Put a lid on the bowl (I use a dough bowl with a lid – or sometimes I use a random plastic bowl and put a plate on it – cling foil will do as well), then put the bowl somewhere to rest. I don’t put it in the fridge, and hot summer nights don’t seem to be a problem (although I’ll try to put it somewhere cooler and definitely not in the sun) not a problem. Leave it to rest for anything between 12 and 48 hours (maybe more is possible as well… I’ve just never tried it… and in that case I would put it in the fridge).

All of this will take you about 5 minutes, once you’ve done it a few times and you’re used to it. Most of the time goes into measuring.

About 35 Minutes Before You Want Some Fresh Bread…

In the morning, if you get the lid off you’ll see the dough has risen, gotten more liquid and there’s lots of tiny holes. It might smell slightly sour as well (this doesn’t seem to translate into the taste).

Take an oven pan – I use a non-stick oven pan or even a silicon cake pan; a Dutch oven or skillet would be perfect as well. You can spread out some oil in the bottom to make sure it doesn’t stick. Pour the dough in it, get the last bits of dough out with a spoon, and spread it out in the pan. If you’ve used more than white flour, try not to flatten it too much while you’re doing that.

You can let it rise for up to an hour – I don’t.

I bake it at 200 degrees Celsius (390F) in my convection oven; it might need slightly higher temperatures (220C / 430F) in a gas oven.

Bake it for about 35 minutes, until you’ve got a golden brown crust. If you like, you can take it out of the pan for the last 5 minutes to have more of a crust on the bottom as well.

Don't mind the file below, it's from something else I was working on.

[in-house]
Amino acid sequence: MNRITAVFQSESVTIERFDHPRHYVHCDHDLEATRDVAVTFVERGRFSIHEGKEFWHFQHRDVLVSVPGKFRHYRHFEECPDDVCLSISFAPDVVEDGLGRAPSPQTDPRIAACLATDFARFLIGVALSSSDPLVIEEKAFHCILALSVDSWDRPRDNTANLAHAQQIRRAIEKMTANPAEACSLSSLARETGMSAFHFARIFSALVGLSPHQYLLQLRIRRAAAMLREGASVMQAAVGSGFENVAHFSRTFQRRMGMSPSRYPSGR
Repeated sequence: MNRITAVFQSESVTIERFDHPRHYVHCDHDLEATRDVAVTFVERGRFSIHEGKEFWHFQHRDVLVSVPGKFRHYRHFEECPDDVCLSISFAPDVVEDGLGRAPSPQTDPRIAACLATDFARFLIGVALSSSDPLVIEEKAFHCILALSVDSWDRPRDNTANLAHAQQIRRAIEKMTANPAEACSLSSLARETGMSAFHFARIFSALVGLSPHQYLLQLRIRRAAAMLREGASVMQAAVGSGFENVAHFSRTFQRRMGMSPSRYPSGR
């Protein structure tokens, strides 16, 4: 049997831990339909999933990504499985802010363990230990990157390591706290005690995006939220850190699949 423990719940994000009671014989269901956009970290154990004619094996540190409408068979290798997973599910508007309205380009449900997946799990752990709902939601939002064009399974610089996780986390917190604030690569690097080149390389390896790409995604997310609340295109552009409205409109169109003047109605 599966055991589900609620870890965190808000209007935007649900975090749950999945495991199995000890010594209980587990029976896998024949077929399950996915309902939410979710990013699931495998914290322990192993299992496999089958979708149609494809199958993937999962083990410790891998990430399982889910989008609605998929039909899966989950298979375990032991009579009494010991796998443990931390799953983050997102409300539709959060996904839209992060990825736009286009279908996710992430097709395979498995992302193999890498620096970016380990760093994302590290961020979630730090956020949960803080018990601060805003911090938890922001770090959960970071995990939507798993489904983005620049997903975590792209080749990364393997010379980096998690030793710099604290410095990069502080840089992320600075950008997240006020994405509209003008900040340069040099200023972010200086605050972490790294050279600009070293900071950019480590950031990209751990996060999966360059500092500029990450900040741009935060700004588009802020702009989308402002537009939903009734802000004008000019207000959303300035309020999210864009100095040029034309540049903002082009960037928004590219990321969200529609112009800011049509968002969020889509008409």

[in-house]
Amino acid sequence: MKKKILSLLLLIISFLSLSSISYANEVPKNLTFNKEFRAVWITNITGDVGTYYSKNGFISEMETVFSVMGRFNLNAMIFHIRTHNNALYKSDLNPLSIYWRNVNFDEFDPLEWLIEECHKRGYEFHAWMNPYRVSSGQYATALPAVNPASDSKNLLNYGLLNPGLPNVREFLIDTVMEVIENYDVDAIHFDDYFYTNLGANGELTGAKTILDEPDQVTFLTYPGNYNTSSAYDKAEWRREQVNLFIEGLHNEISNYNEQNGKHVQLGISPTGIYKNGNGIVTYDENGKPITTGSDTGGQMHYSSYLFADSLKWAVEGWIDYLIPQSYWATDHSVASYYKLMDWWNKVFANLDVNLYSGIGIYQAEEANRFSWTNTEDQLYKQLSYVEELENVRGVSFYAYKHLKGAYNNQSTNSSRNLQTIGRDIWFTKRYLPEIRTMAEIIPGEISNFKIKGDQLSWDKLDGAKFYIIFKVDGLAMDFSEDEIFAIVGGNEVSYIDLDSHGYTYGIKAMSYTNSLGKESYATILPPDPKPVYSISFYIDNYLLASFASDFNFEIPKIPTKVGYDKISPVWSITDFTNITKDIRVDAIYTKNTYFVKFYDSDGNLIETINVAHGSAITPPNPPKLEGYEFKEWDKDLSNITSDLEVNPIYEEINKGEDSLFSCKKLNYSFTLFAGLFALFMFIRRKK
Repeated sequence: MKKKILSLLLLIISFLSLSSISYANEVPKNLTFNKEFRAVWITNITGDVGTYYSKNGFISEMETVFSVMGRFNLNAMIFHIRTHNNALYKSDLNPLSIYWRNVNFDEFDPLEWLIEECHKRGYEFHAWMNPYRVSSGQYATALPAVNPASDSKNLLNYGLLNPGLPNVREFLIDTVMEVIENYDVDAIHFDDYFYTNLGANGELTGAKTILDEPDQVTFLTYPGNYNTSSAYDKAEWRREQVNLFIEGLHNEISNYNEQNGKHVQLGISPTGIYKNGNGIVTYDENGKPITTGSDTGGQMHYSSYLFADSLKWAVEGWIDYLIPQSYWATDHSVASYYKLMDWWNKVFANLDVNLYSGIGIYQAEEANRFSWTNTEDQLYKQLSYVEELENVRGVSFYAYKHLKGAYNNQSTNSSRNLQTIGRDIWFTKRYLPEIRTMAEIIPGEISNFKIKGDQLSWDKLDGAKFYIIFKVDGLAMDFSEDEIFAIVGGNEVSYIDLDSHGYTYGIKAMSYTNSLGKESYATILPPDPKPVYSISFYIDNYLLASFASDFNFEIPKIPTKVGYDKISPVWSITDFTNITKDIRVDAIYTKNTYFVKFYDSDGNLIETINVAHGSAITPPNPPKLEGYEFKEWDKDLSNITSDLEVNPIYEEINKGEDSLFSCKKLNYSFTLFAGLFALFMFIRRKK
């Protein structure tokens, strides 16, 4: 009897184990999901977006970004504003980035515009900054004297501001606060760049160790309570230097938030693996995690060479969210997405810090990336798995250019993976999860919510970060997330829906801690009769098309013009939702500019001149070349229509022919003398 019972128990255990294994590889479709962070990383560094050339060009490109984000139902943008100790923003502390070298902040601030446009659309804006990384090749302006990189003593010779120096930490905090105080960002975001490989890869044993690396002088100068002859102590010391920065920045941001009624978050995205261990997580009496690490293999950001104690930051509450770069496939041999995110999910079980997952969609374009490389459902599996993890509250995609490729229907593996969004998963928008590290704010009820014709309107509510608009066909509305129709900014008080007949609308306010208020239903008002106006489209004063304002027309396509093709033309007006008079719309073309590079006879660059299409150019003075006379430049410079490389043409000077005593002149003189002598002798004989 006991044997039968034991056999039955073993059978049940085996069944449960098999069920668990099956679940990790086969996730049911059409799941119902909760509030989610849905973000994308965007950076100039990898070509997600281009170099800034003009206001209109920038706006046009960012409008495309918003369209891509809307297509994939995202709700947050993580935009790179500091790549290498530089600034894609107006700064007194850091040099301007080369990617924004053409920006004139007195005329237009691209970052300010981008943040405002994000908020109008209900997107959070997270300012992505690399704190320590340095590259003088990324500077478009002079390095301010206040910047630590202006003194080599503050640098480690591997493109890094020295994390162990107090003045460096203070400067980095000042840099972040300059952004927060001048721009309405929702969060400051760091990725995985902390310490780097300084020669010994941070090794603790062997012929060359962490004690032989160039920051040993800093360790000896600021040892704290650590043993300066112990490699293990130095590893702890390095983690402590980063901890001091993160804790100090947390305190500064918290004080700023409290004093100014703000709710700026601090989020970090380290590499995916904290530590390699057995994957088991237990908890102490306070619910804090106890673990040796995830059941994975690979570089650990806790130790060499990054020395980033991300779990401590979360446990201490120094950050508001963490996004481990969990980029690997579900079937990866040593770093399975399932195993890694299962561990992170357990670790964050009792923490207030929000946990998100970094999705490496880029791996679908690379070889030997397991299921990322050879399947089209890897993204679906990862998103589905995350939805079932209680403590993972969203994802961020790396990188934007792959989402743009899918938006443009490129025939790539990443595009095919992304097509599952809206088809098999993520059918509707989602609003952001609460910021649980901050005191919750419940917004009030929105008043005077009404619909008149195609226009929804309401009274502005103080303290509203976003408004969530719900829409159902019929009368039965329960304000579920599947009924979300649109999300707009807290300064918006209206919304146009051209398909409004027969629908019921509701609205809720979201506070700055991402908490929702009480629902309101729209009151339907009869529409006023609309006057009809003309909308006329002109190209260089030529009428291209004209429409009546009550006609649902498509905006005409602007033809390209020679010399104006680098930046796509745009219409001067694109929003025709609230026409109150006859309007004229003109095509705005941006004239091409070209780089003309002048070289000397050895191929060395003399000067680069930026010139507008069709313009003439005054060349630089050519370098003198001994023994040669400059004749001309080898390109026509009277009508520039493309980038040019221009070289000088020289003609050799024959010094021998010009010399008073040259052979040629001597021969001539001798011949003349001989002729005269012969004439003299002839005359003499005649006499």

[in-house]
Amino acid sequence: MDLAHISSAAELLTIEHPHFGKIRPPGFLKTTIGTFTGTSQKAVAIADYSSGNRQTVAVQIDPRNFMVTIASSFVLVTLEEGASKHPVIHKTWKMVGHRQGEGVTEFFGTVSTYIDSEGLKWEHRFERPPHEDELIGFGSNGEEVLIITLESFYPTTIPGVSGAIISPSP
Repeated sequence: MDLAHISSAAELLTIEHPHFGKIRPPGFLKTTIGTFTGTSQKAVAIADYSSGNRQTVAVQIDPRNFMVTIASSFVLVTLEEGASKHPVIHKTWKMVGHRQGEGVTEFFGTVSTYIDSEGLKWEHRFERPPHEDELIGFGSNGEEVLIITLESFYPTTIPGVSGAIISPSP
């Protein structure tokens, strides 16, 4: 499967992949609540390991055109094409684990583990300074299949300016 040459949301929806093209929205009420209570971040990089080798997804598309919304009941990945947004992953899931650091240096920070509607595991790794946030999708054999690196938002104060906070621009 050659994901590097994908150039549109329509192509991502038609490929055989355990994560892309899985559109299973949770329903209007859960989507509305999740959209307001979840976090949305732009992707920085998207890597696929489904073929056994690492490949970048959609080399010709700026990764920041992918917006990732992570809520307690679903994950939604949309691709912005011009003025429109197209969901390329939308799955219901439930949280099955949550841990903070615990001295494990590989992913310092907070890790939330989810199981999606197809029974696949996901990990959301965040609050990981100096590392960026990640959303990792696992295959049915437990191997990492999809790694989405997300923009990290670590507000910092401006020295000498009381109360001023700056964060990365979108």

If I know or suspect I’ll be baking another bread the next day, I make a new mix while the bread is in the oven.

That Was the Long Story, This Is in Short:

  • Mix the flour & salt in a big bowl
  • Dilute the yeast into half to 2/3 of the water
  • Pour the yeast water into the flour mix while stirring
  • Refill your water cup and pour (bit by bit) while stirring until you’ve got the desired consistency
  • Put a lid on the bowl and let it rise between 12-48 hours
  • When you want bread, pour the dough into an oven/bread pan and spread it out
  • Put it in the oven – 35 minutes on 200C (390F) in a convection oven, 220C (430F) in a normal oven. Until the crust looks golden brown
  • Take the bread out of the pan for the last 5 minutes for a better crust on the bottom

That’s it – it’s even easier and quicker than it looks. It takes me 5 minutes to make at night, and 5 more minutes to get it into the oven. A lot less time than it would take me to go to the baker’s…

If you ever make this bread, could you let me know – and maybe post a picture for us all to see?


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Hi, I'm Sandrine!

I live off-grid on an olive and almond farm in Spain, with alpacas and chickens and dogs and all the things. We've got solar panels and water from a borehole, we aim to grow our own food and be more self-sufficient, and we also try to make more time for what's really important in life... Come and join the sunny simple living movement!